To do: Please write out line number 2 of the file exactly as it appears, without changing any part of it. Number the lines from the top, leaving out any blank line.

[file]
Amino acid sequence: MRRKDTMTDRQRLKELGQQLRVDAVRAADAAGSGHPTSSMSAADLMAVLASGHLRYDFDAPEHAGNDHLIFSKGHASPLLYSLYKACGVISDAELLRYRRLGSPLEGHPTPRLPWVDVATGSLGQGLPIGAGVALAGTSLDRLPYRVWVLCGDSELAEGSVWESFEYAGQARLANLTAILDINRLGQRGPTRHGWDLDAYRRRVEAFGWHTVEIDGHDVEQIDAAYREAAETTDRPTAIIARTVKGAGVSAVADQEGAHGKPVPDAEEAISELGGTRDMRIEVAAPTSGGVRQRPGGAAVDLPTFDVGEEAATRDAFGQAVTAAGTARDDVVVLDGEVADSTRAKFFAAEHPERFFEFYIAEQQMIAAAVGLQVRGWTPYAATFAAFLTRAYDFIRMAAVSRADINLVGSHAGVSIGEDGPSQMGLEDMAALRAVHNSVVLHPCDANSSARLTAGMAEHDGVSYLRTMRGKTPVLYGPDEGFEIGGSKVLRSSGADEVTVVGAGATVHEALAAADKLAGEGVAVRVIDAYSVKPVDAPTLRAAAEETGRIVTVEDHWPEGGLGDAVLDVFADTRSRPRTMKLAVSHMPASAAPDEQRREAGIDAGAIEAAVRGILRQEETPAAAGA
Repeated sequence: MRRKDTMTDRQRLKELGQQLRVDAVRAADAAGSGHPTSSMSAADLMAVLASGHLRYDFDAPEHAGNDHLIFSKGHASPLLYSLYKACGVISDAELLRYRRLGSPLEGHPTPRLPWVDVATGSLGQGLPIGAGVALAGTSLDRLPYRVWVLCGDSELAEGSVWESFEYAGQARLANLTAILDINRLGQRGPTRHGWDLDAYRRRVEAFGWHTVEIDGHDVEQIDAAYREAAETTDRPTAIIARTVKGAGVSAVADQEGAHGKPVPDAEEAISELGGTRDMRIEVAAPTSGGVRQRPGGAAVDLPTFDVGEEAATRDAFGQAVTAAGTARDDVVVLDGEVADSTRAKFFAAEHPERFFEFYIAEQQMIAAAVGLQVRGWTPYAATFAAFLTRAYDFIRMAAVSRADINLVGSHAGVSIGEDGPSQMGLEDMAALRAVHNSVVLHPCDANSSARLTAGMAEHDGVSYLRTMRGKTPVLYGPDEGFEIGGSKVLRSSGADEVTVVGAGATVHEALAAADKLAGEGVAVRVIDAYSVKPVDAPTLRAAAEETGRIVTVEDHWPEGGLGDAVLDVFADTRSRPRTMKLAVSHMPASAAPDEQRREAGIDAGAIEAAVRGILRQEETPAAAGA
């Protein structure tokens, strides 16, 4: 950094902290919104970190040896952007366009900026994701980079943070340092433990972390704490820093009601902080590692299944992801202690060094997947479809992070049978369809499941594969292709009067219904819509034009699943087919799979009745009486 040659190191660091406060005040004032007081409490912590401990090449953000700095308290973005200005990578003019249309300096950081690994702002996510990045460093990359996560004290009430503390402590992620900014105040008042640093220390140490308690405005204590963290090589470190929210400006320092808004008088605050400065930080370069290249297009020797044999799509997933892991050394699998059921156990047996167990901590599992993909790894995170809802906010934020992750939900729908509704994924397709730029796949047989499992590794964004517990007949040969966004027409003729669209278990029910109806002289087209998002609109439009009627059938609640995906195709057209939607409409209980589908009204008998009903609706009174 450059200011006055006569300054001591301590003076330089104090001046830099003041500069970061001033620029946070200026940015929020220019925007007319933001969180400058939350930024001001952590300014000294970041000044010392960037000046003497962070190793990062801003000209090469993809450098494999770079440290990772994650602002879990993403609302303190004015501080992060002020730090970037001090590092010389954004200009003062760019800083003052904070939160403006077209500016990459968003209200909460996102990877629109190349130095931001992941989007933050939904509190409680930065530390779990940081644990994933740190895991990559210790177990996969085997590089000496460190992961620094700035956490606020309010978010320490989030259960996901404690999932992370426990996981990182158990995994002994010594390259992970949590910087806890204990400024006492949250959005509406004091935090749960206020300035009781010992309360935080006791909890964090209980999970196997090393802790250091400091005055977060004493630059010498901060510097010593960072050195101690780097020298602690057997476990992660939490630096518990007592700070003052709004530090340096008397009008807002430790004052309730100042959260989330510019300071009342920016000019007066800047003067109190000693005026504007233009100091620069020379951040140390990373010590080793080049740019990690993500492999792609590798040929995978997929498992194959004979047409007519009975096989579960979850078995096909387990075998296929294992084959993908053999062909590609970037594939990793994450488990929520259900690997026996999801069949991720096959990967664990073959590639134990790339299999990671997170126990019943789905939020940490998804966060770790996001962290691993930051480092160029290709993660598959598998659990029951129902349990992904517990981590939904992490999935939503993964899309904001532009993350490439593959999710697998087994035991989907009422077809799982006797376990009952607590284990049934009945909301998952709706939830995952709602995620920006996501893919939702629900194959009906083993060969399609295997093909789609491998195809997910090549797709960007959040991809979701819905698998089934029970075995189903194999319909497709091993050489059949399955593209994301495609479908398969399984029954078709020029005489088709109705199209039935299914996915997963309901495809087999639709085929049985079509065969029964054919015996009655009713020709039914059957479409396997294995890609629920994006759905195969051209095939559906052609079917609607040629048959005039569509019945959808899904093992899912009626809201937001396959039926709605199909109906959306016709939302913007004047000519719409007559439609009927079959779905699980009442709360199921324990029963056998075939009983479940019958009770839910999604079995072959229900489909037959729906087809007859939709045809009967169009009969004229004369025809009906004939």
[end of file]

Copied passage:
Repeated sequence: MRRKDTMTDRQRLKELGQQLRVDAVRAADAAGSGHPTSSMSAADLMAVLASGHLRYDFDAPEHAGNDHLIFSKGHASPLLYSLYKACGVISDAELLRYRRLGSPLEGHPTPRLPWVDVATGSLGQGLPIGAGVALAGTSLDRLPYRVWVLCGDSELAEGSVWESFEYAGQARLANLTAILDINRLGQRGPTRHGWDLDAYRRRVEAFGWHTVEIDGHDVEQIDAAYREAAETTDRPTAIIARTVKGAGVSAVADQEGAHGKPVPDAEEAISELGGTRDMRIEVAAPTSGGVRQRPGGAAVDLPTFDVGEEAATRDAFGQAVTAAGTARDDVVVLDGEVADSTRAKFFAAEHPERFFEFYIAEQQMIAAAVGLQVRGWTPYAATFAAFLTRAYDFIRMAAVSRADINLVGSHAGVSIGEDGPSQMGLEDMAALRAVHNSVVLHPCDANSSARLTAGMAEHDGVSYLRTMRGKTPVLYGPDEGFEIGGSKVLRSSGADEVTVVGAGATVHEALAAADKLAGEGVAVRVIDAYSVKPVDAPTLRAAAEETGRIVTVEDHWPEGGLGDAVLDVFADTRSRPRTMKLAVSHMPASAAPDEQRREAGIDAGAIEAAVRGILRQEETPAAAGA